April 24, 2009

Germans Seek Open Debate Over GM Crops

Germany's Chancellor warned at an event in Berlin on Friday that there was too much immediate hostility towards crops containing genetically modified organisms (GMOs), Reuters reported.

Chancellor Angela Merkel advised an open political discussion about the risks and concerns of biotechnology, adding that the political level should not immediately give way to objections.

Earlier this month, the cultivation and sales of GMO maize of type MON 810 produced by U.S. seed giant Monsanto was banned by German Agriculture Minister Ilse Aigner.

Aigner stated she would make a new review of an application for open-air trial cultivation of the GMO potato Amflora developed by German group BASF"”which is not yet involved in commercial plantings.

Millions of dollars have been invested in developing such crops as the Amflora potato in the hope that field trials could be made, Merkel said on Friday.

"This fact cannot simply be ignored because currently sentiment is hostile," she added.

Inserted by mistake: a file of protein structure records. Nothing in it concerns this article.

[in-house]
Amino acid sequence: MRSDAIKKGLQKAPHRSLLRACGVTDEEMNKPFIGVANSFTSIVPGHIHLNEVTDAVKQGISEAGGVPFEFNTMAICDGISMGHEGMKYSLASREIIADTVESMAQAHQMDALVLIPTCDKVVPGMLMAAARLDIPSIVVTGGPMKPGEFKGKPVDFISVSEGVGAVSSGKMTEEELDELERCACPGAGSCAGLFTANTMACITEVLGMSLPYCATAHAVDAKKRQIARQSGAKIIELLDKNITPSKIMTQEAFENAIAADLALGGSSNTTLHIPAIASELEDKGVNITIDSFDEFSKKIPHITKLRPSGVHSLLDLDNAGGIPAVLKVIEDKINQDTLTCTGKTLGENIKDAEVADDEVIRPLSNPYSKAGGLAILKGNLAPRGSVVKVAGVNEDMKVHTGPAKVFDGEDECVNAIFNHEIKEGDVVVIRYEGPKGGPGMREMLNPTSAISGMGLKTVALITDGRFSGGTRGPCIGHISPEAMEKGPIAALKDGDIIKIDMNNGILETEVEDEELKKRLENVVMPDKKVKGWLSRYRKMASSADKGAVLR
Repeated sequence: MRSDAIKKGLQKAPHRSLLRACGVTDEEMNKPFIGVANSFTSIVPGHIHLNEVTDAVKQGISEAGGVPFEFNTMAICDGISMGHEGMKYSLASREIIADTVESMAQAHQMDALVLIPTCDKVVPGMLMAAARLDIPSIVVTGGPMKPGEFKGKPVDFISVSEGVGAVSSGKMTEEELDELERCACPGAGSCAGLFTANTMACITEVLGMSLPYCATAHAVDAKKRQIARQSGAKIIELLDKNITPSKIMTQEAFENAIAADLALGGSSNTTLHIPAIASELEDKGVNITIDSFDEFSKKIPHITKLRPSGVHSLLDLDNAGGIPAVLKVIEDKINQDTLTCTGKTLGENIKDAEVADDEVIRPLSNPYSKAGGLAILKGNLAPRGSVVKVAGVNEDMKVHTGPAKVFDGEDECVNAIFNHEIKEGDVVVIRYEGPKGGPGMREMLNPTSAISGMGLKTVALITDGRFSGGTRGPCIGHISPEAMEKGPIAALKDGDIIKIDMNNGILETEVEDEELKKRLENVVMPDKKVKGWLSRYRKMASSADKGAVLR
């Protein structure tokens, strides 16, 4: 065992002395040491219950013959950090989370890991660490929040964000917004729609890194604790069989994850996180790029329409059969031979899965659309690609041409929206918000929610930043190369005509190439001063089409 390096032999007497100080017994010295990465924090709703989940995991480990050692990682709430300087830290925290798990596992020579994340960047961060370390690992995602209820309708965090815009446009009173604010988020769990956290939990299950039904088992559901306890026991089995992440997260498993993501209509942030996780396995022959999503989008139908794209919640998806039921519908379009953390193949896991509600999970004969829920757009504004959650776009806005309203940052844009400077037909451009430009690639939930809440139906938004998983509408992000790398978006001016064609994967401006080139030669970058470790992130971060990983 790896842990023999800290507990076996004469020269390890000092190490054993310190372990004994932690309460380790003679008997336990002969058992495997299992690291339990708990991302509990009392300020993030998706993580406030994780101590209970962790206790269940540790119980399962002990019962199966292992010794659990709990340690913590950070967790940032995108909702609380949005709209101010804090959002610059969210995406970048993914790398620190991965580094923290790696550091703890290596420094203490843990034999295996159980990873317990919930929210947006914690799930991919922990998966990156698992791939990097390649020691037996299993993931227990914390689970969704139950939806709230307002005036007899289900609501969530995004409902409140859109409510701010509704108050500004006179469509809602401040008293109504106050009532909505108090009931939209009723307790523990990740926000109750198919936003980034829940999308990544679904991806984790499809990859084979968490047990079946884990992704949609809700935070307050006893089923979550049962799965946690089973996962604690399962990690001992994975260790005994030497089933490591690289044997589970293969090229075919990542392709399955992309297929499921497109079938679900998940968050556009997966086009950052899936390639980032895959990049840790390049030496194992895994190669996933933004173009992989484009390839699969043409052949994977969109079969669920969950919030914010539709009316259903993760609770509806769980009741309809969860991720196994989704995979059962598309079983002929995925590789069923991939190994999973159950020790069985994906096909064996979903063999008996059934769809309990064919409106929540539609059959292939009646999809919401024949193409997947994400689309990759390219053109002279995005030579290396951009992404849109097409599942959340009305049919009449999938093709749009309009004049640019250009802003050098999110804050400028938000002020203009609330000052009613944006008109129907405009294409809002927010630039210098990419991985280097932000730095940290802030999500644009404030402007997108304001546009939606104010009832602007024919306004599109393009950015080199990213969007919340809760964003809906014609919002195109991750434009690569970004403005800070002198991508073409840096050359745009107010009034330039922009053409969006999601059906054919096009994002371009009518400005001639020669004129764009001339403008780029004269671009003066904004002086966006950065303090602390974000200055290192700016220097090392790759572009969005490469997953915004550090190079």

She urged any official ban on the MON 810 GMO maize should be an individual decision, suggesting her own conservative CDU party should remain open to biotechnology that could become a key feature of agriculture in future.

Some fear that Germany's ruling government coalition ban of GMO maize could damage the country's reputation as a location for scientific development.

Annette Schavan, Germany's Research Minister, set up a round table meeting on Tuesday over the future of GMO crops.

Schavan said that while the fear of new technology should be taken seriously, the debate shouldn't be left to fear only.